has to deal with gangs on a daily basis.“
According to the Tribune, “nearly every one of the cases that we have looked into, it is a
young man or woman who thought that the symbol looked cool," said Christopher Grey,
spokesman for the Army's Criminal Investigation Command. "We have found some people
even get gang tattoos not really knowing what they are, or at least that they have not had any
gang affiliation the past."
BEM 146: Some simple games
• Cognitive hierarchy approach
–
–
–
–
Iterative
easy to compute
Captures individual differences
Explains when Nash succeeds and fails
• Nash equilibrium
– Players’ maximize, beliefs are accurate (no surprise
when results are announced)
– End of a learning process
• Quantal response equilibrium (Palfrey, Goeree)
– Nash+stochastic choice
The thinking steps model
• Discrete steps of thinking
• Step 0’s choose randomly
K-step thinkers know proportions f(0),...f(K-1)*
Normalize g(h)=f(h)/ h=0K-1 f(h) and best-respond
A j(K)=m (sj,sm) (Pm(0) g(0) + Pm(1) g(1)+... Pm(K-1)g(K-1))
logit probability P j(K)=exp(Aj(K))/ hexp(Ah(K))
• What is the distribution of thinking steps f(K)?
*alternative:
K-steps think others are one step lower (K-1)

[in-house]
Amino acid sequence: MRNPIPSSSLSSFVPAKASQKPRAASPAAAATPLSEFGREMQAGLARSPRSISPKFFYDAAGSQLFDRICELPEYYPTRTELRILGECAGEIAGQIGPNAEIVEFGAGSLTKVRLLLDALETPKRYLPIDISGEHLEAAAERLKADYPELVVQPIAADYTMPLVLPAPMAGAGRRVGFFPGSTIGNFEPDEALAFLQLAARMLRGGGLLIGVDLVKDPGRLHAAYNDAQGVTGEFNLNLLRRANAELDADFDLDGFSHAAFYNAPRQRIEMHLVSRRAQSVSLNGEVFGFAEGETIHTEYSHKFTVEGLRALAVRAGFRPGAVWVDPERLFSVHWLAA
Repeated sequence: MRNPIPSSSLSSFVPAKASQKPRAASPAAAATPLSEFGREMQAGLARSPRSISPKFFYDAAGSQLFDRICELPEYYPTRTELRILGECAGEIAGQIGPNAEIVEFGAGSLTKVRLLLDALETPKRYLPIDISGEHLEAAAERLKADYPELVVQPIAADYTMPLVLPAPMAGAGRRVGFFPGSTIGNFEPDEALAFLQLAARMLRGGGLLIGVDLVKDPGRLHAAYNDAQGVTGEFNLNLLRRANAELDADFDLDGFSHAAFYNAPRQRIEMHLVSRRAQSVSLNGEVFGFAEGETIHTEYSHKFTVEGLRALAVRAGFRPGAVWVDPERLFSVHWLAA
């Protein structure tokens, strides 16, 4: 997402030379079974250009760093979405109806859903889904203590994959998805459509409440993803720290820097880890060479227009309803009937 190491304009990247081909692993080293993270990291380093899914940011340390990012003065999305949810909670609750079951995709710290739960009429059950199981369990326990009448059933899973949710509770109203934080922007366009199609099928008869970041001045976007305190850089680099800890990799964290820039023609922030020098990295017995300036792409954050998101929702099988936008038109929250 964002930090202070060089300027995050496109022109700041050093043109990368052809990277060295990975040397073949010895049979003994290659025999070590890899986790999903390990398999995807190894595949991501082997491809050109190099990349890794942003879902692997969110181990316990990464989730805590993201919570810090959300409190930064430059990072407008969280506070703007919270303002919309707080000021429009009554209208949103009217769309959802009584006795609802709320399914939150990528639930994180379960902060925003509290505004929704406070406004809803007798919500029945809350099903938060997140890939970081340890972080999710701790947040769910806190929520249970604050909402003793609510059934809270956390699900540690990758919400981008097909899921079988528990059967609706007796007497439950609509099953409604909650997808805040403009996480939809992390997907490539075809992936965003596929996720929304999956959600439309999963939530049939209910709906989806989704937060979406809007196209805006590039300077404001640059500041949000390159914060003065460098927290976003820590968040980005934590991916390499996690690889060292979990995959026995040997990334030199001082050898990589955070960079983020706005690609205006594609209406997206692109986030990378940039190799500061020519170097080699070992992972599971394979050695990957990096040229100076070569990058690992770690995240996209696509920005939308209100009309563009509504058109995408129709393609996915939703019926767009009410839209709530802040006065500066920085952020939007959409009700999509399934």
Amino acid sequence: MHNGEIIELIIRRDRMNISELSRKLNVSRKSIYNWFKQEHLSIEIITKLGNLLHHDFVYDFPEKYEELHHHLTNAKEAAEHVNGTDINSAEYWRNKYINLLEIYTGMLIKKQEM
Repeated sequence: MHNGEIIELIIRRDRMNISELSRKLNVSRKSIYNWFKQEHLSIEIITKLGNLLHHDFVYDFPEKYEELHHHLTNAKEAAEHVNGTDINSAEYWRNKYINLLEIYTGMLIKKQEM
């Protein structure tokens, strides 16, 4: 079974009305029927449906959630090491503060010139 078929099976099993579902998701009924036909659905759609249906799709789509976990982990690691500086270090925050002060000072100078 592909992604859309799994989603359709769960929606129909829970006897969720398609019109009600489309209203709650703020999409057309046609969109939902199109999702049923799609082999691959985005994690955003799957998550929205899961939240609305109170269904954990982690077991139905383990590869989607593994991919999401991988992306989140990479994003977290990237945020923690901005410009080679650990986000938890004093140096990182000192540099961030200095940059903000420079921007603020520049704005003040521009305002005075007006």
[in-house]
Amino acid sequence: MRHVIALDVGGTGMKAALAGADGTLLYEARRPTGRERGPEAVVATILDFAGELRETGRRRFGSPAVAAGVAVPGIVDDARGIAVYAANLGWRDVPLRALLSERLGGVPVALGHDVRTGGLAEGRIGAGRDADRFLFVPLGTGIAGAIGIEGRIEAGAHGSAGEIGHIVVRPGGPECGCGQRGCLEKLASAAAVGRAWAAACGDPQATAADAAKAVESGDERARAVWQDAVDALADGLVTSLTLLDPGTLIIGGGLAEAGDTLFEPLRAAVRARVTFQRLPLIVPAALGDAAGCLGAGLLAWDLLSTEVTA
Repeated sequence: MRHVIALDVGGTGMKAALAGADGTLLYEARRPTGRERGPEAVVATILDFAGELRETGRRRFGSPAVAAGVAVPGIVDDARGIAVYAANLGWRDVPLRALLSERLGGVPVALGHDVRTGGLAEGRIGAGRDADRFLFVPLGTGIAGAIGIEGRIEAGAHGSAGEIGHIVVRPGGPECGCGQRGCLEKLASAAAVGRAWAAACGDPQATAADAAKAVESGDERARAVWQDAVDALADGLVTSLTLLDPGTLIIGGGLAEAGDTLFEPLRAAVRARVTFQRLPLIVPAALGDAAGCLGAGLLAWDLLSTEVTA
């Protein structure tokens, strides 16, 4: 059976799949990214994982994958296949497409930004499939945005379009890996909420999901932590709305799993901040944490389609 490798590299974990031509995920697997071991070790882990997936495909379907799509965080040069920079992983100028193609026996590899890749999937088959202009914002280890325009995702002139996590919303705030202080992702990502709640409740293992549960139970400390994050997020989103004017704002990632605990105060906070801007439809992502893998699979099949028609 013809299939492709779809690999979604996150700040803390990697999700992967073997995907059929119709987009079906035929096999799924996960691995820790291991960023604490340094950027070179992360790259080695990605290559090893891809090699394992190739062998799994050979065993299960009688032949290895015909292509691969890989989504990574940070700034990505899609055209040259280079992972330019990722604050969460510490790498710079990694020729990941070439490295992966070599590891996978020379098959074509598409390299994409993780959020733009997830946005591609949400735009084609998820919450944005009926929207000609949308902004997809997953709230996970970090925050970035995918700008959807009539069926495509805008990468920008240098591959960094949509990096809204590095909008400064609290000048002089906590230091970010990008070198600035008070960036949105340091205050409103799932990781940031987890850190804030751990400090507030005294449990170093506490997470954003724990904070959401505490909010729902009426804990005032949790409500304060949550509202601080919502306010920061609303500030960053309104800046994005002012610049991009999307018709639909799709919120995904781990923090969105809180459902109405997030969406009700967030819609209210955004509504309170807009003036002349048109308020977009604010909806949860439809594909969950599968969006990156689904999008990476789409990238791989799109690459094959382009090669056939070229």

Poisson distribution of thinking steps
Working memory bound  f(k)/f(k-1)1/k
 f(K)=tK/et K!
84 games: median t=1.65
Heterogeneous (“spikes” in data)
Steps > 3 are rare (Keynes, Binmore, Stahl et al)
Steps can be linked to cognitive measures
Poisson distributions for
various t
frequency
•
•
•
•
•
0.4
0.35
0.3
0.25
0.2
0.15
0.1
0.05
0
t=1
t=1.5
t=2
0
1
2
3
4
number of steps
5
6
Dominance-solvable game (Nash,
1,1; CH .73,1)
Top(.86)
ROW
Bottom
COLUMN
Left(.95)
Right
30, 20
10, 18
20, 20
20, 18
Dominance-solvable game results
L
R
Nash
CH
Data
06
Data
07
T
30, 20
10, 18
1.00
.73
.81
.86
B
20, 20
20, 18
.00
.27
.19
.14
Nash
1.00
.00
CH
.89
.11
Data 06
.95
.05
Data 07
.95
.05
Keynes’s “beauty contest analogy”
• Professional investment may be likened to those newspaper
competitions in which the competitors have to pick out the six
prettiest faces from a hundred photographs, the prize being awarded